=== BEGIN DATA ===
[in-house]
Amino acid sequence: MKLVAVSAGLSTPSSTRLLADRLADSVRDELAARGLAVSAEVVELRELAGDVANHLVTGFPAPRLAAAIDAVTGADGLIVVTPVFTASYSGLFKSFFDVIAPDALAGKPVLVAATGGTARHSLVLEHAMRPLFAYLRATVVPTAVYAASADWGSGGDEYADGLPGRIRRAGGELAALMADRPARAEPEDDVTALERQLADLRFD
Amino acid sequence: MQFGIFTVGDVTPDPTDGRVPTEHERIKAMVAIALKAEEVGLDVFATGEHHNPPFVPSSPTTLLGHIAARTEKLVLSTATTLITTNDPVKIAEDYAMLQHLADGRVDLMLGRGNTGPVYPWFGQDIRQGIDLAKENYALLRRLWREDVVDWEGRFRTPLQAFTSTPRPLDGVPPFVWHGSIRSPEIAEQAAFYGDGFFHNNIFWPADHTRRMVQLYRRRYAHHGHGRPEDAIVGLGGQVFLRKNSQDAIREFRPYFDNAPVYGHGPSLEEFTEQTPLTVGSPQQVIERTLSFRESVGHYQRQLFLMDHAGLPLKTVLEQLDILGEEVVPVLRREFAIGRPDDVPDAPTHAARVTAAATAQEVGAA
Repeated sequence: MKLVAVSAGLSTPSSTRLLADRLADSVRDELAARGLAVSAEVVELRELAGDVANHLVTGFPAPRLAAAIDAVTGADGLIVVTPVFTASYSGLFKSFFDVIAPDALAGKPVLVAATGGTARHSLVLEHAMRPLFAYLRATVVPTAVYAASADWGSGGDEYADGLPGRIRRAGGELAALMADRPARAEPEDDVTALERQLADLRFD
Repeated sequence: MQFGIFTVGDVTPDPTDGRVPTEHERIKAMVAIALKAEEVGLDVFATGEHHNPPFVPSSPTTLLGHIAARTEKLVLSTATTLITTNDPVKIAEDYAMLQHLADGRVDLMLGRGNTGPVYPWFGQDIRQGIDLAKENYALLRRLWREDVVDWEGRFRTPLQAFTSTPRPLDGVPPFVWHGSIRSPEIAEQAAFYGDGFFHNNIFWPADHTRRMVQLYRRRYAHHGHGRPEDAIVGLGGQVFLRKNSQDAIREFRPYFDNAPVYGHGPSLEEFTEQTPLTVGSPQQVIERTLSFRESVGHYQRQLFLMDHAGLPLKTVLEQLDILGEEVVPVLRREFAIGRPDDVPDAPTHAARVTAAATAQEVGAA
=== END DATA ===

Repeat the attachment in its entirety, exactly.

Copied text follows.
[in-house]
Amino acid sequence: MKLVAVSAGLSTPSSTRLLADRLADSVRDELAARGLAVSAEVVELRELAGDVANHLVTGFPAPRLAAAIDAVTGADGLIVVTPVFTASYSGLFKSFFDVIAPDALAGKPVLVAATGGTARHSLVLEHAMRPLFAYLRATVVPTAVYAASADWGSGGDEYADGLPGRIRRAGGELAALMADRPARAEPEDDVTALERQLADLRFD
Amino acid sequence: MQFGIFTVGDVTPDPTDGRVPTEHERIKAMVAIALKAEEVGLDVFATGEHHNPPFVPSSPTTLLGHIAARTEKLVLSTATTLITTNDPVKIAEDYAMLQHLADGRVDLMLGRGNTGPVYPWFGQDIRQGIDLAKENYALLRRLWREDVVDWEGRFRTPLQAFTSTPRPLDGVPPFVWHGSIRSPEIAEQAAFYGDGFFHNNIFWPADHTRRMVQLYRRRYAHHGHGRPEDAIVGLGGQVFLRKNSQDAIREFRPYFDNAPVYGHGPSLEEFTEQTPLTVGSPQQVIERTLSFRESVGHYQRQLFLMDHAGLPLKTVLEQLDILGEEVVPVLRREFAIGRPDDVPDAPTHAARVTAAATAQEVGAA
Repeated sequence: MKLVAVSAGLSTPSSTRLLADRLADSVRDELAARGLAVSAEVVELRELAGDVANHLVTGFPAPRLAAAIDAVTGADGLIVVTPVFTASYSGLFKSFFDVIAPDALAGKPVLVAATGGTARHSLVLEHAMRPLFAYLRATVVPTAVYAASADWGSGGDEYADGLPGRIRRAGGELAALMADRPARAEPEDDVTALERQLADLRFD
Repeated sequence: MQFGIFTVGDVTPDPTDGRVPTEHERIKAMVAIALKAEEVGLDVFATGEHHNPPFVPSSPTTLLGHIAARTEKLVLSTATTLITTNDPVKIAEDYAMLQHLADGRVDLMLGRGNTGPVYPWFGQDIRQGIDLAKENYALLRRLWREDVVDWEGRFRTPLQAFTSTPRPLDGVPPFVWHGSIRSPEIAEQAAFYGDGFFHNNIFWPADHTRRMVQLYRRRYAHHGHGRPEDAIVGLGGQVFLRKNSQDAIREFRPYFDNAPVYGHGPSLEEFTEQTPLTVGSPQQVIERTLSFRESVGHYQRQLFLMDHAGLPLKTVLEQLDILGEEVVPVLRREFAIGRPDDVPDAPTHAARVTAAATAQEVGAA